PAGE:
China and US announce joint action on climate

10 July 2014

NEW YORK: China and the US have announced a series of pacts to cut greenhouse gas emissions signaling their joint commitment to tackling climate change in the run up to Paris 2015.

The deal which was struck during the US-China Strategic Economic Dialogue in Beijing, includes eight pacts to reduce emissions, and provides for greater knowledge sharing on their respective climate strategies.

In addition both countries have stated their desire to achieve low carbon economic growth, with the US noting The US-China Climate Change Working Group is taking “concrete steps to catalyze important, cooperative efforts by the United States and China to address climate change in key sectors across the economy”.

John Kerry, US Secretary of State, who played a leading role in the negotiations stressed the global impact of the new partnership: “The significance of these two nations coming together can’t be understated. We are working hard to find a solution together that can have an impact on the rest of the world.”

Changhua Wu, Greater China Director, The Climate Group, commented: "China and US continue their collaboration to decarbonize their economies. With the new pacts signed by both sides at the just concluded bilateral strategic and economic dialogue, it is expected that the word's two largest economies are better positioned to lead a global clean revolution."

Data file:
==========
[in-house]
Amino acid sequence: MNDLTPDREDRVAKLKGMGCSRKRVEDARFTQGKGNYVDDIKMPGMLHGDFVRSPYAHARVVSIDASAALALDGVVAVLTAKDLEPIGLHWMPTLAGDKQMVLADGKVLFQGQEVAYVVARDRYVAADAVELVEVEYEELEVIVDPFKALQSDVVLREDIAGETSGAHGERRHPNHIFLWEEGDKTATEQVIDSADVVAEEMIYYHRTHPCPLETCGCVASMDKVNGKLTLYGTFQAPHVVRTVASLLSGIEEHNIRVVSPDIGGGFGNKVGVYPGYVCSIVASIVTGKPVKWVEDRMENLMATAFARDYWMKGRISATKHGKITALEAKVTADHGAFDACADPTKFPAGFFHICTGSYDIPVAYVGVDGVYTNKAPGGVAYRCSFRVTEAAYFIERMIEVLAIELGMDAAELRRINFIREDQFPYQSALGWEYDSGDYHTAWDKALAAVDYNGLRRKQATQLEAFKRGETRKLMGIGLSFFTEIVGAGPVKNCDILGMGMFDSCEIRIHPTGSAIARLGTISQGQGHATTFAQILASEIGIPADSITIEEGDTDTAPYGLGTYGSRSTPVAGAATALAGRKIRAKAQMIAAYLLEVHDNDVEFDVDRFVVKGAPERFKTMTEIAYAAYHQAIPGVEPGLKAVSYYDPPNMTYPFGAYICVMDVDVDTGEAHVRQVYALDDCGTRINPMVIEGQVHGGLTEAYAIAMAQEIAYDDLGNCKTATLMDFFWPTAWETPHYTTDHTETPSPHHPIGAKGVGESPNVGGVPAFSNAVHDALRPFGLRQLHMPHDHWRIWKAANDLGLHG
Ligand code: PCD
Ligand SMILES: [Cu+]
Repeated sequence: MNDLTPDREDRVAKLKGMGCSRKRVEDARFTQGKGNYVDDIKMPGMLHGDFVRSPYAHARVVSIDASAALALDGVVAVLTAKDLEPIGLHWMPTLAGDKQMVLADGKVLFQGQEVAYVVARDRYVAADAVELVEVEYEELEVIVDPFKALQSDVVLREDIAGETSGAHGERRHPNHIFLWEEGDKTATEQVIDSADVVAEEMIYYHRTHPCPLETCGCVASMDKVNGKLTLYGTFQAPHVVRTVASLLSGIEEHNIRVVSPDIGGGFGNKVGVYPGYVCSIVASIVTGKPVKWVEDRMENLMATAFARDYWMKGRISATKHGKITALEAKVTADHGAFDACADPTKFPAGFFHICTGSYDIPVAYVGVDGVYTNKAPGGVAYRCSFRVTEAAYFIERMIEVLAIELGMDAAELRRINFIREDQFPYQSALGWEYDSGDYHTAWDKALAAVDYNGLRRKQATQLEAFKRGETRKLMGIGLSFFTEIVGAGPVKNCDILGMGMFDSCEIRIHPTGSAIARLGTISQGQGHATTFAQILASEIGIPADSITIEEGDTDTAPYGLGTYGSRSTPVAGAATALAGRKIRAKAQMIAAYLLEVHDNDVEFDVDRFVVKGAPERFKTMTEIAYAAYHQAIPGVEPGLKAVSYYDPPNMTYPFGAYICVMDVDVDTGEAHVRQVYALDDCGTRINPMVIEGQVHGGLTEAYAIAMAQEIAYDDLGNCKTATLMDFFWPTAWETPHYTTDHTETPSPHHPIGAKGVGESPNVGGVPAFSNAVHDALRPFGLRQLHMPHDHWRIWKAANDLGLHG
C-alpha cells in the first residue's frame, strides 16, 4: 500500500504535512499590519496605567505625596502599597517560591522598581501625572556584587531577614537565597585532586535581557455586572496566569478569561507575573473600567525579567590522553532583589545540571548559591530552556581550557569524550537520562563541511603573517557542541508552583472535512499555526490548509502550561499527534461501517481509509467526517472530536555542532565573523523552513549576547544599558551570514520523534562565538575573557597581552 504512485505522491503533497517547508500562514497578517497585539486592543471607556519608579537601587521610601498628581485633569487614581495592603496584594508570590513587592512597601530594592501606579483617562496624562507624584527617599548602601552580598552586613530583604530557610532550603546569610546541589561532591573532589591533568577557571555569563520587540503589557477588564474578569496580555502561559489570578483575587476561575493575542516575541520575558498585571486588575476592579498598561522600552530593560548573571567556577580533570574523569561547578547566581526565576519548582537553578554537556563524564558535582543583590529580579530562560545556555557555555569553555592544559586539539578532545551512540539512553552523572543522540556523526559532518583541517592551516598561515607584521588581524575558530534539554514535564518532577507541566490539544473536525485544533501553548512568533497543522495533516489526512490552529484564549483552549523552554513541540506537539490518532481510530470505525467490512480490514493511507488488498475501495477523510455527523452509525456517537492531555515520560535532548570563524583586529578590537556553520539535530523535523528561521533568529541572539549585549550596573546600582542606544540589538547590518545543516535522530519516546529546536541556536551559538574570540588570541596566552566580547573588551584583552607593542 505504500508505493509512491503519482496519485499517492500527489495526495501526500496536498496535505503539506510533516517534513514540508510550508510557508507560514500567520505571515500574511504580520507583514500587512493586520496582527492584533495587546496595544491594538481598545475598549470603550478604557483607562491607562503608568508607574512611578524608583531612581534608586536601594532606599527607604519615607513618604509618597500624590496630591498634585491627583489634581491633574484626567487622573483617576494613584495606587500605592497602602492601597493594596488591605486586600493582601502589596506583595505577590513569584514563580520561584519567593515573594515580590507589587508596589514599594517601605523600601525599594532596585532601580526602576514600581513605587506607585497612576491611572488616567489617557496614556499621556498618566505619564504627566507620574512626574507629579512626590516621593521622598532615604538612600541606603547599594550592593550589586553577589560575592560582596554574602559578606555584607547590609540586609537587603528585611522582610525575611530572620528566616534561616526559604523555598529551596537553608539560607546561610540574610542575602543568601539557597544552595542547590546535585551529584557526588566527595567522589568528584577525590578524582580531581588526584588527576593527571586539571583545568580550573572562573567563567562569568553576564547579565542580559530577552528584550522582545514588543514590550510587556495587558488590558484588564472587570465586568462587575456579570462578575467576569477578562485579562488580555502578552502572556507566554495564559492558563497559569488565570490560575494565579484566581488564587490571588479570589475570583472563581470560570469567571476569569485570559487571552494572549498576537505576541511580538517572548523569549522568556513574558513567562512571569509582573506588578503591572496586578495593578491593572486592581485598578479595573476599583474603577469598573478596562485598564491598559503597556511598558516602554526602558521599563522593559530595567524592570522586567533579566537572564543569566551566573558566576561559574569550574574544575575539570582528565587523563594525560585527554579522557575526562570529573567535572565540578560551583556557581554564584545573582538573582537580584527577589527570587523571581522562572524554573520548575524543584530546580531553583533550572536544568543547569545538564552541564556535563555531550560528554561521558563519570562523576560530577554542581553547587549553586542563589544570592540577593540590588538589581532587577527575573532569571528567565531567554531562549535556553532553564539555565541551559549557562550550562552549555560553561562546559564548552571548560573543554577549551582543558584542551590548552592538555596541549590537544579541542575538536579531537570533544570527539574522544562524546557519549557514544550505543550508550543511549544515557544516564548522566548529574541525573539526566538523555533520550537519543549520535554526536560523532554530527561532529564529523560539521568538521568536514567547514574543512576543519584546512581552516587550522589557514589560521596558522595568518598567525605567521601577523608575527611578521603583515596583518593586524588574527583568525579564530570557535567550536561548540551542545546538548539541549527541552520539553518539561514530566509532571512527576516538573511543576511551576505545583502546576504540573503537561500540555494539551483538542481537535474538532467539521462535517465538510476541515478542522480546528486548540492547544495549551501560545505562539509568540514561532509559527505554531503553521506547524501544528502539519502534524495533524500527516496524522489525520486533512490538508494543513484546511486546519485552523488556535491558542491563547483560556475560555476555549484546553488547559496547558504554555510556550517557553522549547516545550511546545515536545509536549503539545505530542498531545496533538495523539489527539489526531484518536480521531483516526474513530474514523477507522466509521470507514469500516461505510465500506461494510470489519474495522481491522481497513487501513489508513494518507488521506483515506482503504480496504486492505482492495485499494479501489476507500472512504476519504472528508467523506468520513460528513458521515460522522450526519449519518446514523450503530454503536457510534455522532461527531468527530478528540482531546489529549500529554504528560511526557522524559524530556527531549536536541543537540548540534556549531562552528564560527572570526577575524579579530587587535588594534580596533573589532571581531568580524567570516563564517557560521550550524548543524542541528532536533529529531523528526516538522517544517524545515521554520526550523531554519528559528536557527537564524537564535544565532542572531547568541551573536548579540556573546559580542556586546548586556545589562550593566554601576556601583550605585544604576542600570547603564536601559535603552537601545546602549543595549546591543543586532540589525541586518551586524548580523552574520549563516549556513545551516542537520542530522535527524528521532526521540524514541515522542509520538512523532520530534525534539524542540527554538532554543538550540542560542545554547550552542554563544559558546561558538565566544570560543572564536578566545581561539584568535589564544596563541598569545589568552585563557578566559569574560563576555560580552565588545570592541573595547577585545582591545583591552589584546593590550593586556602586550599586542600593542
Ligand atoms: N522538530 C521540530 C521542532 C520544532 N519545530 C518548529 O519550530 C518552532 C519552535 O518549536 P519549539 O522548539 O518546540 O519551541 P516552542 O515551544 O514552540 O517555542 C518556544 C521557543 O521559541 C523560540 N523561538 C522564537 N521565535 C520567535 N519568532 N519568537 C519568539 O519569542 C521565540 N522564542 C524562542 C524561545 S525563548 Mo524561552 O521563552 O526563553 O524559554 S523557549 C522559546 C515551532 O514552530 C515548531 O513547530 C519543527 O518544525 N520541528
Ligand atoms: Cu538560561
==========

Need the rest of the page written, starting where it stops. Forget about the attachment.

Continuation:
Both countries have made significant headway on mitigating global warming at the individual level, but by joining forces the two states can create a bi-lateral blueprint which other nations could adapt and develop, which is of critical importance given the looming global climate talks in Paris next year.

In the US President Obama has been increasingly proactive on climate over the last six months with the introduction of his Clean Power Plan, new energy efficiency standards as well as pledged solar energy support. In a candid interview on the documentary Years of Living Dangerously last month, the President emphasized his determination to safeguard the planet: “It’s frustrating when the science is in front of us. We can argue about how but let’s not argue about what’s going on.” 

Similarly, China’s eight Emissions Trading Scheme are considered to be a first step towards a national carbon market, and earlier this year Premier Li Keqiang famously declared a “war against pollution”.

As the world’s largest emitters of greenhouse gases, the new collaboration has the potential to radically reduce global warming as it comes just over a year before international climate negotiations begin in Paris.

Ahead of Paris, this September political leaders from all over the world will gather in New York for the UN Climate Summit, which will pave the way for pledges at the 20th UNFCCC Conference of the Parties in Peru this December. Both conferences will be instrumental for achieving an ambitious deal at the Paris 2015 climate conference which marks the deadline for deadline for deciding the post 2020 framework.

By Alana Ryan

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